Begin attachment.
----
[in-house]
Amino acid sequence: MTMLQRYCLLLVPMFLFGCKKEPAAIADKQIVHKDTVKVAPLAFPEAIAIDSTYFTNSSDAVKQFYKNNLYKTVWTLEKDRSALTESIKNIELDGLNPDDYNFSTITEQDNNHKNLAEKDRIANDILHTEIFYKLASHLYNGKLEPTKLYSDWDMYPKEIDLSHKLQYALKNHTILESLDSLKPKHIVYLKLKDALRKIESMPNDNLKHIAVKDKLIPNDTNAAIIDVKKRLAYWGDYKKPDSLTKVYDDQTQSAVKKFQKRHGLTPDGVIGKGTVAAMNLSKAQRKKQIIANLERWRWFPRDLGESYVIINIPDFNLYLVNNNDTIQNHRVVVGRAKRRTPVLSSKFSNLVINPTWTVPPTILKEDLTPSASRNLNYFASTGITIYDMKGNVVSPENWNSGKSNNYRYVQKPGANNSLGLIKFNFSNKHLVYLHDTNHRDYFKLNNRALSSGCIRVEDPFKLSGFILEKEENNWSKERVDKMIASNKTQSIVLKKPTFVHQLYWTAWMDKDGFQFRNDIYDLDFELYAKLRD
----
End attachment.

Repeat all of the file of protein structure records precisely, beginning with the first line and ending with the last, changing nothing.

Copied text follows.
[in-house]
Amino acid sequence: MTMLQRYCLLLVPMFLFGCKKEPAAIADKQIVHKDTVKVAPLAFPEAIAIDSTYFTNSSDAVKQFYKNNLYKTVWTLEKDRSALTESIKNIELDGLNPDDYNFSTITEQDNNHKNLAEKDRIANDILHTEIFYKLASHLYNGKLEPTKLYSDWDMYPKEIDLSHKLQYALKNHTILESLDSLKPKHIVYLKLKDALRKIESMPNDNLKHIAVKDKLIPNDTNAAIIDVKKRLAYWGDYKKPDSLTKVYDDQTQSAVKKFQKRHGLTPDGVIGKGTVAAMNLSKAQRKKQIIANLERWRWFPRDLGESYVIINIPDFNLYLVNNNDTIQNHRVVVGRAKRRTPVLSSKFSNLVINPTWTVPPTILKEDLTPSASRNLNYFASTGITIYDMKGNVVSPENWNSGKSNNYRYVQKPGANNSLGLIKFNFSNKHLVYLHDTNHRDYFKLNNRALSSGCIRVEDPFKLSGFILEKEENNWSKERVDKMIASNKTQSIVLKKPTFVHQLYWTAWMDKDGFQFRNDIYDLDFELYAKLRD